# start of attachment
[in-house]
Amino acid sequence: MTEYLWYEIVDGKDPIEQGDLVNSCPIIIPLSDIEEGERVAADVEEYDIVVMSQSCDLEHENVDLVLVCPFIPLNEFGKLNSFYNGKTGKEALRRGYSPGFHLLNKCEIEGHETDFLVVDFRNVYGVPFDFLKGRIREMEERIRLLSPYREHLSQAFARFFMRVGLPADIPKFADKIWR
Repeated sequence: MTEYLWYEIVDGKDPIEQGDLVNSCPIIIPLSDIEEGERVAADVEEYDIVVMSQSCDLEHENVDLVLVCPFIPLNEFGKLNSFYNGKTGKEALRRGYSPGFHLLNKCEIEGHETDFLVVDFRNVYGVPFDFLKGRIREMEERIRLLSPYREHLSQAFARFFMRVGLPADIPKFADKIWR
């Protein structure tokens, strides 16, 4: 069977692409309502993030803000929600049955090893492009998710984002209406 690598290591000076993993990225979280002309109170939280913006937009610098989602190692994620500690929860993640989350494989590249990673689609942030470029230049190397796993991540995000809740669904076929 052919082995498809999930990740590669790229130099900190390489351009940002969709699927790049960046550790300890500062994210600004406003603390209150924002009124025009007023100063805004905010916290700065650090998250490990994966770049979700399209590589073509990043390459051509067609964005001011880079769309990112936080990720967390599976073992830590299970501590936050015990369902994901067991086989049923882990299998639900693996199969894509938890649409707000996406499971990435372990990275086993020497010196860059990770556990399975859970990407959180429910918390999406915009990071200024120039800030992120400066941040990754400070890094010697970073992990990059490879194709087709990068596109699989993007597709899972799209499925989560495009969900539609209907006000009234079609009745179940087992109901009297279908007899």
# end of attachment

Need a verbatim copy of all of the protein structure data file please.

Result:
[in-house]
Amino acid sequence: MTEYLWYEIVDGKDPIEQGDLVNSCPIIIPLSDIEEGERVAADVEEYDIVVMSQSCDLEHENVDLVLVCPFIPLNEFGKLNSFYNGKTGKEALRRGYSPGFHLLNKCEIEGHETDFLVVDFRNVYGVPFDFLKGRIREMEERIRLLSPYREHLSQAFARFFMRVGLPADIPKFADKIWR
Repeated sequence: MTEYLWYEIVDGKDPIEQGDLVNSCPIIIPLSDIEEGERVAADVEEYDIVVMSQSCDLEHENVDLVLVCPFIPLNEFGKLNSFYNGKTGKEALRRGYSPGFHLLNKCEIEGHETDFLVVDFRNVYGVPFDFLKGRIREMEERIRLLSPYREHLSQAFARFFMRVGLPADIPKFADKIWR
């Protein structure tokens, strides 16, 4: 069977692409309502993030803000929600049955090893492009998710984002209406 690598290591000076993993990225979280002309109170939280913006937009610098989602190692994620500690929860993640989350494989590249990673689609942030470029230049190397796993991540995000809740669904076929 052919082995498809999930990740590669790229130099900190390489351009940002969709699927790049960046550790300890500062994210600004406003603390209150924002009124025009007023100063805004905010916290700065650090998250490990994966770049979700399209590589073509990043390459051509067609964005001011880079769309990112936080990720967390599976073992830590299970501590936050015990369902994901067991086989049923882990299998639900693996199969894509938890649409707000996406499971990435372990990275086993020497010196860059990770556990399975859970990407959180429910918390999406915009990071200024120039800030992120400066941040990754400070890094010697970073992990990059490879194709087709990068596109699989993007597709899972799209499925989560495009969900539609209907006000009234079609009745179940087992109901009297279908007899």